Ted’s Montana Grill – Add this to your yes list. Get the cranberry chicken. Whimper.

I’ve got our restaurants planned for the next month or so, but anyone got other suggestions? Most of us are totally game.

Now this was delicious.  Pavlova, one of Woney's favorites.

Now this was delicious. Pavlova, one of Woney’s favorites.

All my best advice . . .

Executive Assistant

Stuff I’ve Read and Stories I’ve Heard – Snippets from Jimmie’s Life

A couple of weeks ago, I received a phone call from Thor.

“Jimmie, I was thinking it’s time to take better care of myself, and I remember someone saying that they cook once a week for the whole week. Is that you?”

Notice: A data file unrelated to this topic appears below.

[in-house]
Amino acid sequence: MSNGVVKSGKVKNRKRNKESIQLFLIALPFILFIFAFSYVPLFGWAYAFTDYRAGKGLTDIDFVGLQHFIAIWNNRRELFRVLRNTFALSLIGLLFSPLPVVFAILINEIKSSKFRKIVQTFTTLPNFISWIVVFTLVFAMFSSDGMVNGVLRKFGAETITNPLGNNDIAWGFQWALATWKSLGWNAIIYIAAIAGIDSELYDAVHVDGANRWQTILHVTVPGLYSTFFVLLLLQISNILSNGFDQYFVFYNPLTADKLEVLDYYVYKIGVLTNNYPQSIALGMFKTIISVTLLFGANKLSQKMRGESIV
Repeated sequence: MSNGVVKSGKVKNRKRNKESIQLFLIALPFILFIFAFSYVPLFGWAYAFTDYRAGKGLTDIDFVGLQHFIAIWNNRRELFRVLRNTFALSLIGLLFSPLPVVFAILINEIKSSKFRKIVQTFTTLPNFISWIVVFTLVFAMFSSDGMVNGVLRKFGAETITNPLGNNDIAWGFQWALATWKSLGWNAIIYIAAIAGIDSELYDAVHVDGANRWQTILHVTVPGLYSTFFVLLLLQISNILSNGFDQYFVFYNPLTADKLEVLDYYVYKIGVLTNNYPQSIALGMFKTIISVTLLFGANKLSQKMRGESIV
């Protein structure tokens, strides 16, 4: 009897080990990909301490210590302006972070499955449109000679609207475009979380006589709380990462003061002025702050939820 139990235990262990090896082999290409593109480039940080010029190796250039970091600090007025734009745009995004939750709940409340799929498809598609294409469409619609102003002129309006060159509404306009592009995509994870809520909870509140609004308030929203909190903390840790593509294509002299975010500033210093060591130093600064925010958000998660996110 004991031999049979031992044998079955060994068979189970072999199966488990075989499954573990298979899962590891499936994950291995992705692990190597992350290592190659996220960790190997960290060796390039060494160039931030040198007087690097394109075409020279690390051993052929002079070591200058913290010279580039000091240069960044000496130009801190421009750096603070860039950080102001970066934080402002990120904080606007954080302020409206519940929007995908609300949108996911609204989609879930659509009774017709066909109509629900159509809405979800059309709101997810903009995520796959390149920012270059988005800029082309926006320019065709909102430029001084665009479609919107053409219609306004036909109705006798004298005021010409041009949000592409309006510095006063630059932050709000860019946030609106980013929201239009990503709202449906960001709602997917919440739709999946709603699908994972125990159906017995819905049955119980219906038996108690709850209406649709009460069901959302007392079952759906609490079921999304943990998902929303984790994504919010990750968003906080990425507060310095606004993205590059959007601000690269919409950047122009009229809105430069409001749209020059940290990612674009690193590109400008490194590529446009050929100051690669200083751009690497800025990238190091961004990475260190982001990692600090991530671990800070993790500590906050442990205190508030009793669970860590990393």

“It is me,” I said, “and if you like I can tell you about it or you could just come over and cook with me one Sunday afternoon. I’ll send you home with lots of food.”

“That’d be great,” Thor said, and we made a plan.

A week later, Thor relegated a group of his friends with the story of how he recently melted his microwave.

“I had a pan of oil on the stove, see, and I had it pretty hot. I left the room for just a minute and when I wandered back into the kitchen I saw the fire in the pan. I panicked, of course, and vaguely remembered my mom telling me that grease fires need to be smothered. With flour.”

At this point in the story everyone in the room sucked in a collective horrified gasp.